Yesterday evening I brought my first visit to the Yaroslavl planetarium. I’d already often passed it by car and bike – a fascinating view – but had not gone in yet.
The planetarium was built only 5 years ago and was named after Valentina Tereshkova, the first woman in space, who was originally from the Yaroslavl region. When entering the lobby, you’re right away face to face with her, as you can’t miss her huge picture in stained glass opposite the entrance.
We were very lucky because – unexpectedly – we got a chance to look at the moon through the observatory’s telescope! Needless to say it was amazing; a magical experience. The guide also gave us some explanations about the moon, other planets and meteorites (a piece of which we got to see and hold from a huge, millions-of-years old crater in Ukraine) and the planetarium in general. And that just for the three of us!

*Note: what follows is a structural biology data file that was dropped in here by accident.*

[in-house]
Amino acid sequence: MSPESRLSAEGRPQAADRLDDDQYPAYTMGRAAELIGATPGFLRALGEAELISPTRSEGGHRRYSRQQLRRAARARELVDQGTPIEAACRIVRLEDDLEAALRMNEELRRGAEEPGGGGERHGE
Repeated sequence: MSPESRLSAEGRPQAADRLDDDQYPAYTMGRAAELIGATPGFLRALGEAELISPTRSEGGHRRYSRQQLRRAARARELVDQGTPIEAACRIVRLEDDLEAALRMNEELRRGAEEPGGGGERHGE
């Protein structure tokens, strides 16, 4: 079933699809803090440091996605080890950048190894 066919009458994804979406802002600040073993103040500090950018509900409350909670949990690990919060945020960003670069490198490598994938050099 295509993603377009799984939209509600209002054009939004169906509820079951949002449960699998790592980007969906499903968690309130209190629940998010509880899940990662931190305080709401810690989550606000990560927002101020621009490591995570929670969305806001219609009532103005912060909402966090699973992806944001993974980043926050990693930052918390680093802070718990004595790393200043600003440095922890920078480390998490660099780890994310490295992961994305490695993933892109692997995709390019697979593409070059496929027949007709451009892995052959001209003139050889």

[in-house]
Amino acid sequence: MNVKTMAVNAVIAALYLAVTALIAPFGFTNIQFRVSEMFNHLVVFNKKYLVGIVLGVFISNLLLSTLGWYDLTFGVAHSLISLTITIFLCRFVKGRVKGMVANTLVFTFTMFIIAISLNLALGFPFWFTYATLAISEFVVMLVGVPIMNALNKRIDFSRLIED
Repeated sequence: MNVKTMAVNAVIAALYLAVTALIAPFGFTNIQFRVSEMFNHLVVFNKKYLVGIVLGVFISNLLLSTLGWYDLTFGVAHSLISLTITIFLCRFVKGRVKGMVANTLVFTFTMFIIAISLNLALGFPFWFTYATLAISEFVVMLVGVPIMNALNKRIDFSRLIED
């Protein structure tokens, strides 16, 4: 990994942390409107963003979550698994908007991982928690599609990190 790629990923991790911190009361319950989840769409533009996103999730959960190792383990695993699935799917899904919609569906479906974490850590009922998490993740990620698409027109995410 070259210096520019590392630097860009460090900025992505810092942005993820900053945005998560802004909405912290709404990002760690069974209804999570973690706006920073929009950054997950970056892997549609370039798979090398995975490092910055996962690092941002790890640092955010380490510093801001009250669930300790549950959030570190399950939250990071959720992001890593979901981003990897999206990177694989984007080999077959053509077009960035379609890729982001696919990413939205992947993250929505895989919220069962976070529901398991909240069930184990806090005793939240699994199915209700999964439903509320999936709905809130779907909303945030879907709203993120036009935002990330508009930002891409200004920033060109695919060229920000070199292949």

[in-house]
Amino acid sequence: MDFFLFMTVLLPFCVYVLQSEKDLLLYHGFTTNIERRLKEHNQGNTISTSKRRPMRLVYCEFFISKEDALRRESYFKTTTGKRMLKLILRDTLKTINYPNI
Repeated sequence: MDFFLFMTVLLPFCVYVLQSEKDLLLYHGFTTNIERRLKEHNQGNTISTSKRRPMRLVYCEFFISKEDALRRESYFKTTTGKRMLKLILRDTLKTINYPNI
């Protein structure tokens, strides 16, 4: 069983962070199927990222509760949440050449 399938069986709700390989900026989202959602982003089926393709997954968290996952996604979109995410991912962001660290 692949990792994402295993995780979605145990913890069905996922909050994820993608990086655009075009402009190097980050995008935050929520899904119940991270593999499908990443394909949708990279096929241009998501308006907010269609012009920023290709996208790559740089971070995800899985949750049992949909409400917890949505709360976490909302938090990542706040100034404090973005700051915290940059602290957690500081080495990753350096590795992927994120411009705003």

Afterwards we visited the space travel museum, which shows the history of astronautics, from the first hot air balloon to the present exploration of Mars and other planets. On one of the first panels, I was surprised to find a piece of home: a picture of a hot air balloon in Antwerp at a World’s Fair in 1894!
I was very lucky to have Russian friends with, me, though, because both the guide’s and the museum’s explanations were only in Russian. Like Nicole Kidman would say: Hey, what did you expect? Unfortunately the movies shown in the dome-shaped auditorium are also predominantly in Russian – exceptions are usually only made for large non-Russian speaking groups. But the planetarium’s staff was very friendly and helpful and upon our request they’re going to make efforts to project an English-spoken movie about the birth of stars soon! So it’ll definitely not have been my last visit there….